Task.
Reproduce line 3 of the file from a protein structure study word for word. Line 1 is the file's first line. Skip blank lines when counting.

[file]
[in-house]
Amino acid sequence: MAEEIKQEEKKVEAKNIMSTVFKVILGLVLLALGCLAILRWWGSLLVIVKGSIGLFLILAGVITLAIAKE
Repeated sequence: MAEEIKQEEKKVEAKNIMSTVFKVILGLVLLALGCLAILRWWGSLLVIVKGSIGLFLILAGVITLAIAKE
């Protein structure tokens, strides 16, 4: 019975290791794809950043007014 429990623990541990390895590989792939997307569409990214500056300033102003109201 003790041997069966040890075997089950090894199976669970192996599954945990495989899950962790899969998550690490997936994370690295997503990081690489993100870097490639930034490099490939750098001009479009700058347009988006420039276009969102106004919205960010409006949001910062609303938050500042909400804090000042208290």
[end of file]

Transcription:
Repeated sequence: MAEEIKQEEKKVEAKNIMSTVFKVILGLVLLALGCLAILRWWGSLLVIVKGSIGLFLILAGVITLAIAKE